Tuesday, April 6, 2010

Cheap Bastid's "Deconstructed Tamales"

Simply put, Tamales are incredible. In Hispanic neighborhoods and families they are most often a holiday feast where whole families will spend a day (if not a night) with the multi-step preparation and then will eat freshly steamed tamales throughout the day on whatever special occasion is being celebrated—Christmas, New Years, a christening, etc.

We like to go to a bodego just a couple of blocks from our apartment called Tortilleria Los Hermanos Reyes. This is a neighborhood store right in the heart of downtown Vista which makes chicharrones, often in one piece of the whole side of a pig along with other meat cuts that you can find almost no where else. Plus they have their own tortilla “factory” which is busy all day everyday cranking out fresh corn tortillas starting with the ground masa and ending in fragrant, fresh tortillas.

And, this place makes some really, really tasty carne, carnita and pollo tamales. Here’s a recipe I made up for “Deconstructed” Tamales which creates the flavor but avoids the long, involved process which only someone with generations of tamale-making DNA seems to be able to master.

“Deconstructed Tamales”
2 cups yellow stoneground polenta
2 cups water
1 ½ cup chicken broth
1 cup shredded cheese—cheddar, jack or a combination
¾ lb cooked and shredded beef, pork or chicken
2 roma tomatoes
1 medium onion
1 orange or yellow bell pepper
1-2 jalapeno peppers
2 cloves garlic
Cumino, salt, pepper and chili powder

First do all your “prep” work of chopping the tomatoes, bell pepper, onion and jalapeno. Peel the garlic than squash it with the blade of the knife so that it’s like a paste or use jarred, minced garlic. Next shred the beef, pork or chicken.

Prepare the liquid for the polenta (2 cups water and 1 cup chicken broth), put in a heavy pot and turn to high on the stovetop. When the water/broth boils add the polent, turn the heat to low and stir it for several minutes to incorporate the grits and water together. Cover and let it simmer on the lowest heat possible for 30 minutes.

At 30 minutes, put a skillet on the stove and add 2 tablespoons of olive oil. Turn the heat to medium high. Add the onions, bell peppers, jalapeno and garlic. Cook for 3-4 minutes until they start to soften then add the cumino, salt, pepper and garlic powder to taste. Add the shredded meat and stir everything together well. Then add the tomatoes and mix it all together. Turn heat down to medium low for 5 minutes.

Turn the heat off the polenta and add the cheese. Stir it thoroughly so everything mixes together.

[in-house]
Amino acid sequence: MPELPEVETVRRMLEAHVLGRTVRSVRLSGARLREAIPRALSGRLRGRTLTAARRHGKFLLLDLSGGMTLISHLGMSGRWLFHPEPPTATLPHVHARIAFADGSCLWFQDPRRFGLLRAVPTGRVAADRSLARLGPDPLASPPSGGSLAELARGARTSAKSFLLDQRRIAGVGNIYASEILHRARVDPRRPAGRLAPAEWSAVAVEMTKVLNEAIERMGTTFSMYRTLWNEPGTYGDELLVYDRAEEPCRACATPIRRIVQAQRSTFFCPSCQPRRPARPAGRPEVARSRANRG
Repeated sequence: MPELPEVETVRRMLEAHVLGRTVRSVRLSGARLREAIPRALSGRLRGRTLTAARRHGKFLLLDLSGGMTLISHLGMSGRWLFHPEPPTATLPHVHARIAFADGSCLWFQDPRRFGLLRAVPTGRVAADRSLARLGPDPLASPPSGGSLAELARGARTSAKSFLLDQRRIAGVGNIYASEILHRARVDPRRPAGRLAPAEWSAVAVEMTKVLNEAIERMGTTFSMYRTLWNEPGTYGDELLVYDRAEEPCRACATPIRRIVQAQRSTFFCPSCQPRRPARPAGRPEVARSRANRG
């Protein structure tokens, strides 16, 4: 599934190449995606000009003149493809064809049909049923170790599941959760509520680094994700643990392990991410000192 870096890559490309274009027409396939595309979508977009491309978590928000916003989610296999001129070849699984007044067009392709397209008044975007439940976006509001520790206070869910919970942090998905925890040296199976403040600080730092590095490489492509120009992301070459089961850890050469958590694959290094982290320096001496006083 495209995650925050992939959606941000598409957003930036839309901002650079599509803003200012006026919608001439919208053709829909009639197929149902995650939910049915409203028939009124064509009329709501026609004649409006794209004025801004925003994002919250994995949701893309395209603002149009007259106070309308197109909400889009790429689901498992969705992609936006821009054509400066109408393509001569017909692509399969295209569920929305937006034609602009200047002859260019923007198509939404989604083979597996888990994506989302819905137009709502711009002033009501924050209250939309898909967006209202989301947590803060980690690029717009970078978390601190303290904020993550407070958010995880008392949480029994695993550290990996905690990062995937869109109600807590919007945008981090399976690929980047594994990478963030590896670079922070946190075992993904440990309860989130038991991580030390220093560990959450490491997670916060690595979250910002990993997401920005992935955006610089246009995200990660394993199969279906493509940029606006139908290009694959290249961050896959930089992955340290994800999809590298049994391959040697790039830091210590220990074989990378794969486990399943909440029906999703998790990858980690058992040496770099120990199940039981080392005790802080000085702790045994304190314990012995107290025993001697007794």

Remove everything from the stove and prepare you plates. Put a generous scoop or two of polenta on a plate, cover with the meat mixture and you are ready. If you want, you can top with your favorite salsa.

So, what did you think of this recipe? I took a page from “Top Chef” with it in calling it “Deconstructed Tamales”. In that show, it seems like any dish labeled “deconstructed” or “crudo” gets rave reviews from the judges. It’s a fancy name for a simpler, faster way of preparing a dish that would normally take more time than the contestants have for preparing a dish for competition. And in restaurants, it’s a simpler, more cost effective presentation of the “flavor profile”.

My own term for this dish is “Grish” (which I pronounce “greesh”). It’s a left-over dish which to me is a little bit grits and a little bit hash. I personally would not call the stone ground corn prepared for this meal “polenta”. That’s way too “foo-foo”. It’s G-R-I-T-S! Grits and polenta are essentially made from the same stone ground corn and are prepared a bit differently.

But the main thing for Cheap Bastid is that the grits provide a base for the left-over topping of shredded meat. And it’s an incredible combination of flavors. What my wife particularly likes is that we’ll have slow-cooked pot roast one night and a couple of nights later we’ll take the left over pot-roast and turn it into “Grish” by adding just a couple of ingredients like fresh tomatoes and bell peppers and make it something new and exciting to our palate.

I came up with “Grish” one night when we had some left over pot roast and a part of a bag of stone-ground grits and Mrs. CB was whining for the taste of grits. It was an “a-ha” moment to combine the two rather than whipping up something like fried rice with shredded beef. And this is a totally different taste that takes no longer to prepare and is just as easy to prepare.d

What about The Cheap Bastid Test? This is cheap. There’s maybe a pound of left over meat at about $2 and there’s a couple of tomatoes at about $.75 plus onion, bell pepper and jalapeno for a cost of about $.75. Then I add some broth to the skillet. I use a cup and a half of grits and a pound and a half bag of them costs $2.29—so I’m using maybe $.50 worth of them. Total budget--$4. And we’ll have left-overs of the left-overs to reheat for lunch.

Think about it though. If you went to a restaurant and saw this dish and it was labeled “Grish”, you might pay $8. Same dish, labeled “Deconstructed Tamales”and the price just doubled except you’d also expect a linen table cloth and a skinny slice of lemon in your water.

You know what the bottom line is here though, don’t you? Sure you do:

That’s the Cheap Bastid Way: Eat Good. Eat Cheap. Be Grateful!

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